Is there anything that you’re looking forward to getting back to as things open up again?

Yeah, my friends and I have rented a cottage for the beginning of September to just be together and celebrate all of the things we missed throughout the year, so I’m excited about that. (One mega hang that celebrates more than a year of milestones and events?! Love this idea. Stealing it). I am anxious to travel again, too. I turned 40 during the pandemic and so did two best friends from the United States. We've been friends since grade seven and we always take a trip together, so now that we're able to travel, we're going to go to Palm Springs. So just getting back to travelling personally, and professionally as well. Doing speeches online is nice, but there's nothing like being there in person.

You’ve written one book, Standing Tall: My Journey. That was 10 years ago now. Any plans to write another?

I would love to write another book. That book was written for a younger audience, so I would love to do a different version that's more adult that tells my coming-out story. I've also done some things since then, you know? I climbed Kilimanjaro and got to go on tour with Demi Lovato, and I would love to talk about those experiences.

"My hope is that I can be another face in the crowd, specifically for the disability community, to say, 'We exist, we're here, you're not alone.'"

I would also love to write a children's book at some point, and talk a bit about my disability and how we can teach kids about disability through storytelling. Nothing is in the works right now, but those are goals for sure, so we’ll see.

Have you read any books that really reflect your personal view of “disability pride”?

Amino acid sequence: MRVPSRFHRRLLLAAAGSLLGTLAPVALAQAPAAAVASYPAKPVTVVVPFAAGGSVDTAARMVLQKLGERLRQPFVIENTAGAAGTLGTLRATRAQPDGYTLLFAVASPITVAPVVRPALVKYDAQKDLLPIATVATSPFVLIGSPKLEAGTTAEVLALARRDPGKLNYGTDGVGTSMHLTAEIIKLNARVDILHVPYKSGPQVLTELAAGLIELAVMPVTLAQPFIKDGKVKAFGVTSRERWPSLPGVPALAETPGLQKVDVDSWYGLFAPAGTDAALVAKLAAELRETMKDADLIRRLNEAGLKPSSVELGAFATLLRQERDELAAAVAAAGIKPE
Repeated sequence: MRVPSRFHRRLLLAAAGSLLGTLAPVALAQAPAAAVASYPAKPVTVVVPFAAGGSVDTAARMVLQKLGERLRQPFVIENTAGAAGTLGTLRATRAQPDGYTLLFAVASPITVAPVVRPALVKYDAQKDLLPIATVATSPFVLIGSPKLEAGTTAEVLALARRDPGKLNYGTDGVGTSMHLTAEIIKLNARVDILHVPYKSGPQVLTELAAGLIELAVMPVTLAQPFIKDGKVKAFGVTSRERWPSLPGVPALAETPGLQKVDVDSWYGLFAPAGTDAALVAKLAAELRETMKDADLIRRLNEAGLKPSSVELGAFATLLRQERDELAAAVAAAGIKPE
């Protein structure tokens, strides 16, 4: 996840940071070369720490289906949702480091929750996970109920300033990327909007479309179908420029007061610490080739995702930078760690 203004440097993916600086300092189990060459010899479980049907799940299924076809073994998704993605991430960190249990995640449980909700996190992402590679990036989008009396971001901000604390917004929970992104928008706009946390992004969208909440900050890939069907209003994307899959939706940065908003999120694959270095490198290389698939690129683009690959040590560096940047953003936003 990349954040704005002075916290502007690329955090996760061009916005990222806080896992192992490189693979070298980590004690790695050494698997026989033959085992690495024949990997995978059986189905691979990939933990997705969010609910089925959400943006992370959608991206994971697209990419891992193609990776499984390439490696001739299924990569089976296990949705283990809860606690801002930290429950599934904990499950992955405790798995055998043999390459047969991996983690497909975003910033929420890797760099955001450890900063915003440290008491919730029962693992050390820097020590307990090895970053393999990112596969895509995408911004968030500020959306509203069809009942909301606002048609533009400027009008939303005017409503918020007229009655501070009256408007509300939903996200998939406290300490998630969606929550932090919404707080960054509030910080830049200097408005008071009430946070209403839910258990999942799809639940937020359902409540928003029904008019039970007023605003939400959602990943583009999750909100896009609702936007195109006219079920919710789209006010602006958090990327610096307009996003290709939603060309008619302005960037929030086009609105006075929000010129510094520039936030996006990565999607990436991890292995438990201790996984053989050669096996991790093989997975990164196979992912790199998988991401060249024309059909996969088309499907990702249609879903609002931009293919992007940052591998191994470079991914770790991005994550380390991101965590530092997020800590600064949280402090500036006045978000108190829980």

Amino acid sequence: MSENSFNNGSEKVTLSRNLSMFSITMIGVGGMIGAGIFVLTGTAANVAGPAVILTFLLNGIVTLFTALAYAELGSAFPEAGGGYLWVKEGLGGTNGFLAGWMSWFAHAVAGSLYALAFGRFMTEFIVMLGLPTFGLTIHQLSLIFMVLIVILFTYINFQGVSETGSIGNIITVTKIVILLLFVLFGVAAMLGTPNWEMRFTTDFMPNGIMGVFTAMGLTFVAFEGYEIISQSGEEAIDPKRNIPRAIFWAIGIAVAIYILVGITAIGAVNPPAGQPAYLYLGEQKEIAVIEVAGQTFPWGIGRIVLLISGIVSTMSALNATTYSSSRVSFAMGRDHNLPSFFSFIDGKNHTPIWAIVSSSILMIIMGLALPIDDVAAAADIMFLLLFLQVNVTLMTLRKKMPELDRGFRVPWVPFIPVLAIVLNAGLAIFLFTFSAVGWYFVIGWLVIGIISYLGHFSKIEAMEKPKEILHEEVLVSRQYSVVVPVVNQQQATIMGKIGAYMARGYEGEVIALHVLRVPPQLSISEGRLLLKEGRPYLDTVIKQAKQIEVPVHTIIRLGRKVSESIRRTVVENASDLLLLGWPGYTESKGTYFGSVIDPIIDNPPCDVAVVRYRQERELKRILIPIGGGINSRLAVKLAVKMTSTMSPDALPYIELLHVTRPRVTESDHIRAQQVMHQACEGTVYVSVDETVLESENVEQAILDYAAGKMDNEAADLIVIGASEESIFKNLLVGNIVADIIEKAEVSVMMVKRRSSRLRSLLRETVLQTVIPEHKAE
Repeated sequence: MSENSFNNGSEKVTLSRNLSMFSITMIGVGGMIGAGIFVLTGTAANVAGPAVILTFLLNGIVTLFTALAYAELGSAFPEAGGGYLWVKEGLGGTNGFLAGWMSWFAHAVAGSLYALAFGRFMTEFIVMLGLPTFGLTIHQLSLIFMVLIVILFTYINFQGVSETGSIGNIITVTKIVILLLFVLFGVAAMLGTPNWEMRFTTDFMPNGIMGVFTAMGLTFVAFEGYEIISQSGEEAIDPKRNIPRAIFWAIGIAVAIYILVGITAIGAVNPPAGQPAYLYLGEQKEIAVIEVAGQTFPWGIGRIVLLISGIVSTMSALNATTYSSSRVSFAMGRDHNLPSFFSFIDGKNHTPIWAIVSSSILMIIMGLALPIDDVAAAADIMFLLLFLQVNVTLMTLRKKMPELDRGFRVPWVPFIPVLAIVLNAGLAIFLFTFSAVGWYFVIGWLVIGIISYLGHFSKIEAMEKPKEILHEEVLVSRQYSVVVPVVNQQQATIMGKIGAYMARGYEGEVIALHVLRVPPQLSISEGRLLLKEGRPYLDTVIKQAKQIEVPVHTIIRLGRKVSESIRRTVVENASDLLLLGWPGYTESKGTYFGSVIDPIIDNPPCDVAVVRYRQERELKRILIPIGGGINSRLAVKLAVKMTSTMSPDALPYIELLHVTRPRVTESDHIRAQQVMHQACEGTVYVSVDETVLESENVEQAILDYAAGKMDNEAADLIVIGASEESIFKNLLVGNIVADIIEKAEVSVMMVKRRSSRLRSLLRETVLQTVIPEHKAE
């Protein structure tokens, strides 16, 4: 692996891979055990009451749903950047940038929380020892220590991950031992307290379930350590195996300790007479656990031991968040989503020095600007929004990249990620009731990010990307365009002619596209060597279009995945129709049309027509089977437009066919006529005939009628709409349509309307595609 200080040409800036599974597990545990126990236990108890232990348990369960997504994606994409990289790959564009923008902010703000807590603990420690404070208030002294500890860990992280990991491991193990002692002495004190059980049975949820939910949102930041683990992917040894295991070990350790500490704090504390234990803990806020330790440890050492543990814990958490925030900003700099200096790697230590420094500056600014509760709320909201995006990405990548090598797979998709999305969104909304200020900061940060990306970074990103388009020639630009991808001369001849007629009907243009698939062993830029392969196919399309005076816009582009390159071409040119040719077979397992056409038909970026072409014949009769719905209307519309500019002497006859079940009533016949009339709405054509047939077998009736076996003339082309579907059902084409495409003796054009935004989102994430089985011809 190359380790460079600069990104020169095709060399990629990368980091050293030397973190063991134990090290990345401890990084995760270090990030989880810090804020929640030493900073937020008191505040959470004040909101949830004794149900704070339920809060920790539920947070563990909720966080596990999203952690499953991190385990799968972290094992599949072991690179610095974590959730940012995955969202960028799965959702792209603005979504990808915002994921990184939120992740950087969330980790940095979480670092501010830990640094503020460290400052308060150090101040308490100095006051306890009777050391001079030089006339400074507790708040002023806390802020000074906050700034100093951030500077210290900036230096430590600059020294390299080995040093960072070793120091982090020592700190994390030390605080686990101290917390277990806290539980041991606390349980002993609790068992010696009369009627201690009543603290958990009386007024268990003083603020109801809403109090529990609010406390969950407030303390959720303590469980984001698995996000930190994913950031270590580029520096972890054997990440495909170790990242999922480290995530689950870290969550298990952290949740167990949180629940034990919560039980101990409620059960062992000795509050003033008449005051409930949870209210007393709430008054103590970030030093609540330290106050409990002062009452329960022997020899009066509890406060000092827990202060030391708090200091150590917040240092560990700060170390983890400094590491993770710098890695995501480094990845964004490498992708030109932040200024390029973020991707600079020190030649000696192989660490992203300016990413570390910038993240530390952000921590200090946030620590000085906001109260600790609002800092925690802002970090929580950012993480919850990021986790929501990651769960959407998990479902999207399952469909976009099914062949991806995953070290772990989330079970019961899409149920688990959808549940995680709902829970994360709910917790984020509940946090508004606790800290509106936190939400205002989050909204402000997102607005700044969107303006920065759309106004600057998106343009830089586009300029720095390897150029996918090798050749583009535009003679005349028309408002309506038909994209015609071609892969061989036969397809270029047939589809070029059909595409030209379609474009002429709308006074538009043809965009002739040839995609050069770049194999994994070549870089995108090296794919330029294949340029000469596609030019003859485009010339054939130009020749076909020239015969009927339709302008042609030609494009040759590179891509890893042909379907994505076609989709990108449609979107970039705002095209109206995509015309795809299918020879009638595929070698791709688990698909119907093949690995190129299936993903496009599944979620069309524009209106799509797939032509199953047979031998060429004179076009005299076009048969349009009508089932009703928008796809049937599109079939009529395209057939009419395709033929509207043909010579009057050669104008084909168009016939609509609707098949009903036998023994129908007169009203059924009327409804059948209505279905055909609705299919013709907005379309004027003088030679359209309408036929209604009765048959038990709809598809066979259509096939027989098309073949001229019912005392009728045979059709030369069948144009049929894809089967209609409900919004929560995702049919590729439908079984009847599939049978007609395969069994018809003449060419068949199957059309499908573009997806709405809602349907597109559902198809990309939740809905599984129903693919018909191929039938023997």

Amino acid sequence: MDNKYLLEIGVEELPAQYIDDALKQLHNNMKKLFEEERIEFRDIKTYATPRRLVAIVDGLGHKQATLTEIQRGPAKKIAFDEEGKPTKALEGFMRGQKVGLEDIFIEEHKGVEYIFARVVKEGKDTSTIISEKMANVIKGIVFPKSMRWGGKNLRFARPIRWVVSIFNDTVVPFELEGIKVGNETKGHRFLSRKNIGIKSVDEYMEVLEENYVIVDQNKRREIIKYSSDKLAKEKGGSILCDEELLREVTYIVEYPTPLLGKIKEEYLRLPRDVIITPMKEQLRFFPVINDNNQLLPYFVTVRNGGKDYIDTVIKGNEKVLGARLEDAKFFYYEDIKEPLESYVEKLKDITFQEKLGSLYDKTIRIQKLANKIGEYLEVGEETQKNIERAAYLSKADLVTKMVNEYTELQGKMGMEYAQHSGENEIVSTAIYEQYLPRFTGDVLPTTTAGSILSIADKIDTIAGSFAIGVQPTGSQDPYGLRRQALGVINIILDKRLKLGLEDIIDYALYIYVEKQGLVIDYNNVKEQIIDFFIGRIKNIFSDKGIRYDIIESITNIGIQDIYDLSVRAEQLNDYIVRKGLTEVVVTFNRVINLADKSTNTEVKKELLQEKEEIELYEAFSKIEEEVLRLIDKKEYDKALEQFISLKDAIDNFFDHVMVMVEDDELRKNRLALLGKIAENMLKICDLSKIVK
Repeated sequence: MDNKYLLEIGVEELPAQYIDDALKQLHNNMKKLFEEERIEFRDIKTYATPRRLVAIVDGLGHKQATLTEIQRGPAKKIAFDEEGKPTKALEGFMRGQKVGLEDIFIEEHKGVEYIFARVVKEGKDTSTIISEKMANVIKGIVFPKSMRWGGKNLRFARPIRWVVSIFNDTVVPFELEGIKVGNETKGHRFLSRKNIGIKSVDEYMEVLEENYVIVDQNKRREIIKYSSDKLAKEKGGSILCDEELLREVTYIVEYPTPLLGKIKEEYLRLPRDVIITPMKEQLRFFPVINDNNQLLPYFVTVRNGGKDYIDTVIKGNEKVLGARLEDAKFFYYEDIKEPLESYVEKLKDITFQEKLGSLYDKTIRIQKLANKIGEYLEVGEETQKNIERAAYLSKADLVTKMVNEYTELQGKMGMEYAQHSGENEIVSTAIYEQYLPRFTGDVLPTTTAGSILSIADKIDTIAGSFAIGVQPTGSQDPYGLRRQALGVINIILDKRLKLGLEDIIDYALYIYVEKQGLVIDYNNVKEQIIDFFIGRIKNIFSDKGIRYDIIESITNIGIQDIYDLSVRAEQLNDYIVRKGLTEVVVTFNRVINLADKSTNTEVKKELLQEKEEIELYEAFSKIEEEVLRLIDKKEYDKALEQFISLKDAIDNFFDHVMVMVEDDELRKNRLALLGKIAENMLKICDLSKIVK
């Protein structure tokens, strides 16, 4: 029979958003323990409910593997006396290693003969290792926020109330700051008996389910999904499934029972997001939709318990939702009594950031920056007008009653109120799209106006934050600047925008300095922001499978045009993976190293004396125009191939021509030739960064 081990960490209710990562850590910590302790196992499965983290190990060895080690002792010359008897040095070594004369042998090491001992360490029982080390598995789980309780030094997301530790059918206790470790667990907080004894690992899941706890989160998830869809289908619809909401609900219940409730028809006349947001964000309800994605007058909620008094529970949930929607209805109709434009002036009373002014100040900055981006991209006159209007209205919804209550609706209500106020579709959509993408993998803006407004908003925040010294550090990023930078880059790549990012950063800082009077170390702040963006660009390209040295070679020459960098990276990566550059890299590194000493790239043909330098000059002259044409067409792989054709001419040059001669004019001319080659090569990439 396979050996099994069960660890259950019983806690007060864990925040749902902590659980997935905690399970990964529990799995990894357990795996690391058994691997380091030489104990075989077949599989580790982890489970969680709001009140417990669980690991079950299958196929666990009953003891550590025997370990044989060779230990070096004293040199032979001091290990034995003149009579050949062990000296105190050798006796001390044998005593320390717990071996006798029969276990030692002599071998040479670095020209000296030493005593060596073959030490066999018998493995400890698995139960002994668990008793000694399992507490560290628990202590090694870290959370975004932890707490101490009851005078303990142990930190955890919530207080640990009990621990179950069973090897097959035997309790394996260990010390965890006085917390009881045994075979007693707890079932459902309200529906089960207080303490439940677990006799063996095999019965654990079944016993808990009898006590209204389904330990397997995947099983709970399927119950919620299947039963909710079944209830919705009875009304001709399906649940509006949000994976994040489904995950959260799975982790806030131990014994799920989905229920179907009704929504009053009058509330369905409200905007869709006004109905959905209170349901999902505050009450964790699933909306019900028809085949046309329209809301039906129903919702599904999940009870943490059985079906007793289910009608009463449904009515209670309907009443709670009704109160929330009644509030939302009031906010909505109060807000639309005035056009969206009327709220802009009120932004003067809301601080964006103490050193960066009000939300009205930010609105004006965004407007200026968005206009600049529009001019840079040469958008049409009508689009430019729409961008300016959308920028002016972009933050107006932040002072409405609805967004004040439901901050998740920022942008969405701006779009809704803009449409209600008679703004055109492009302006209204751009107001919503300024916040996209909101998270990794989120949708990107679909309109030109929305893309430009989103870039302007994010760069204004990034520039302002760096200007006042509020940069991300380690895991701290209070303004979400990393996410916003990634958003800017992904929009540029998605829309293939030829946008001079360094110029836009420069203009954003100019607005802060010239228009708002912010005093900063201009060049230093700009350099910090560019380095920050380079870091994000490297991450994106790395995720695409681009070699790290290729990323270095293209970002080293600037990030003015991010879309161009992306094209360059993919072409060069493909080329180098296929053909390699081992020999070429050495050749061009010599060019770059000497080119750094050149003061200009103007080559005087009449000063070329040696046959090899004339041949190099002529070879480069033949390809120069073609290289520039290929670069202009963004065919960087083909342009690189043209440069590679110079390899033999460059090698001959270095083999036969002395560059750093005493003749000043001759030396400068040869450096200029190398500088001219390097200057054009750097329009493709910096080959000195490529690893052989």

I recently finished Judith Heumann’s book, Being Heumann: An Unrepentant Memoir of a Disability Rights Activist. She’s one of the key figures in the disability justice movement in the United States who fought for the ADA [Americans with Disabilities Act], so her biography was brilliant and I'm just obsessed with her.

I just finished another one too called Care Work: Dreaming Disability Justice by Leah Lakshmi Piepzna-Samarasinha, and it's an incredible book on the intersectionality of being racialized and disabled, and being queer and disabled. It’s really amazing.

There's one more called Disability Visibility: First-Person Stories from the Twenty-First Century, which is edited by Alice Wong. It's a great book with short stories about all types of different folks with disabilities, so those are a few that I've read in the last little bit that I really, really enjoyed. I think they’re beautiful examples of the community that I exist in.

When people think of you in 40-50 years, what’s the one thing you want them to remember?

Truthfully – and this is gonna sound terrible – but I don't care if people remember who I am. I just hope that anyone I had the opportunity to cross paths with, virtually or in person, saw that I want to do all that I can while I'm here to enjoy this life and the experiences that I've been given, and to give back at the same time, you know what I mean? I want to leave this place a little bit better than I found it, so I don't know if it matters to me that people remember who I am. Ultimately, I hope people take away that I felt empowered to do something. ◼

This interview has been edited for length and clarity.